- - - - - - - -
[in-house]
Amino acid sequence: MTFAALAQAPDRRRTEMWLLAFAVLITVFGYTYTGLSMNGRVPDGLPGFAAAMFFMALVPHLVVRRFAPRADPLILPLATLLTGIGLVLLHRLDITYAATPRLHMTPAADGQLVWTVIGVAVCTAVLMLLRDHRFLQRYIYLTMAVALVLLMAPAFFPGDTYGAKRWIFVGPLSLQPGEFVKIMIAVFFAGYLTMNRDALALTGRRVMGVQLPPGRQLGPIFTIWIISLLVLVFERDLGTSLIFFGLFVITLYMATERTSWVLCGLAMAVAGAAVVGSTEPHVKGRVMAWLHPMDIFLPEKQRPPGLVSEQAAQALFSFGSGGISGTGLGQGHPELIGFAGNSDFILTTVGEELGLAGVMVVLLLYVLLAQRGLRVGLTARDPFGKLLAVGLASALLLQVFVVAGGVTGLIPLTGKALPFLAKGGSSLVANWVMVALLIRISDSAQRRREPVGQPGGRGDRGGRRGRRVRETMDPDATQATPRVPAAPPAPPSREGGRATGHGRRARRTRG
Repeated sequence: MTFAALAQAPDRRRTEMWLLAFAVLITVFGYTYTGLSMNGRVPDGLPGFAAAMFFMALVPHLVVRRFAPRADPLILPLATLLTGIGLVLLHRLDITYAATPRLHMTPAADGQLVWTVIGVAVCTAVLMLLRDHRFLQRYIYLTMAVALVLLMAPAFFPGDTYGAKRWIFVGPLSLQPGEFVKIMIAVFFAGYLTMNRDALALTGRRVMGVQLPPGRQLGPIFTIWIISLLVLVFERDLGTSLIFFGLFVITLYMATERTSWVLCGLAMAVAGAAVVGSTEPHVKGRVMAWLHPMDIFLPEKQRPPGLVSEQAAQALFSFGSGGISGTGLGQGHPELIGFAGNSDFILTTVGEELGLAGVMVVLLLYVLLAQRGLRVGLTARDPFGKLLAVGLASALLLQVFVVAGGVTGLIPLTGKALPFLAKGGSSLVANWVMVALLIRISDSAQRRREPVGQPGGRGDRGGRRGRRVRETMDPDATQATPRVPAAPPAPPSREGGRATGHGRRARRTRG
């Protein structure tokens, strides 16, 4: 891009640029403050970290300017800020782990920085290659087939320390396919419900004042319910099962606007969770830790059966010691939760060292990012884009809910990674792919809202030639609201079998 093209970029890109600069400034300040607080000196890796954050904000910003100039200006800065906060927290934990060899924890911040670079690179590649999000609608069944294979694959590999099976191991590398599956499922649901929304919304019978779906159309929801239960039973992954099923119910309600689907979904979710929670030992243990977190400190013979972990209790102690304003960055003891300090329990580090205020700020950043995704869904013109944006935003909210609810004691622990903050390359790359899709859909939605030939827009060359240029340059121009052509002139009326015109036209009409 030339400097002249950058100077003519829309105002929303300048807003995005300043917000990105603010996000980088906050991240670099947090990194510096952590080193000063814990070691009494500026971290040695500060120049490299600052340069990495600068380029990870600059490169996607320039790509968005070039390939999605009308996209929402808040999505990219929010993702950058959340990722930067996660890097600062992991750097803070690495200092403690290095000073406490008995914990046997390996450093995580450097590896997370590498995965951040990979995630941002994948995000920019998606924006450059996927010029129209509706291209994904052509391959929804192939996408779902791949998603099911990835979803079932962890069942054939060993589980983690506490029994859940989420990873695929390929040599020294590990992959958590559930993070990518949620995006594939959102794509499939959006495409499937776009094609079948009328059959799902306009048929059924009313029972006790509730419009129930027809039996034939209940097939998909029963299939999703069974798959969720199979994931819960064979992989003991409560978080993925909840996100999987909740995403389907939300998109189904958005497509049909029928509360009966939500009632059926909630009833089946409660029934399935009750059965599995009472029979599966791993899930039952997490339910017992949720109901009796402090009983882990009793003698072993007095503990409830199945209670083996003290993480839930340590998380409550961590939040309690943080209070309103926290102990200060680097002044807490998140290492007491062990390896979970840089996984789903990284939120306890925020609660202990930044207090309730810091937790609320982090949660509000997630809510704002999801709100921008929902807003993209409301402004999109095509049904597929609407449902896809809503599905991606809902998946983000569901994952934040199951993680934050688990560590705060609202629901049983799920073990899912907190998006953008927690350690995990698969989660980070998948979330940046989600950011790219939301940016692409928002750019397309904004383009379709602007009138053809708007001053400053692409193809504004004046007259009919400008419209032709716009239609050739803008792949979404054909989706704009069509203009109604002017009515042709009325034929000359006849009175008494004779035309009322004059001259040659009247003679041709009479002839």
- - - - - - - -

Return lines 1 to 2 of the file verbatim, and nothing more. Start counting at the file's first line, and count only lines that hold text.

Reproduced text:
[in-house]
Amino acid sequence: MTFAALAQAPDRRRTEMWLLAFAVLITVFGYTYTGLSMNGRVPDGLPGFAAAMFFMALVPHLVVRRFAPRADPLILPLATLLTGIGLVLLHRLDITYAATPRLHMTPAADGQLVWTVIGVAVCTAVLMLLRDHRFLQRYIYLTMAVALVLLMAPAFFPGDTYGAKRWIFVGPLSLQPGEFVKIMIAVFFAGYLTMNRDALALTGRRVMGVQLPPGRQLGPIFTIWIISLLVLVFERDLGTSLIFFGLFVITLYMATERTSWVLCGLAMAVAGAAVVGSTEPHVKGRVMAWLHPMDIFLPEKQRPPGLVSEQAAQALFSFGSGGISGTGLGQGHPELIGFAGNSDFILTTVGEELGLAGVMVVLLLYVLLAQRGLRVGLTARDPFGKLLAVGLASALLLQVFVVAGGVTGLIPLTGKALPFLAKGGSSLVANWVMVALLIRISDSAQRRREPVGQPGGRGDRGGRRGRRVRETMDPDATQATPRVPAAPPAPPSREGGRATGHGRRARRTRG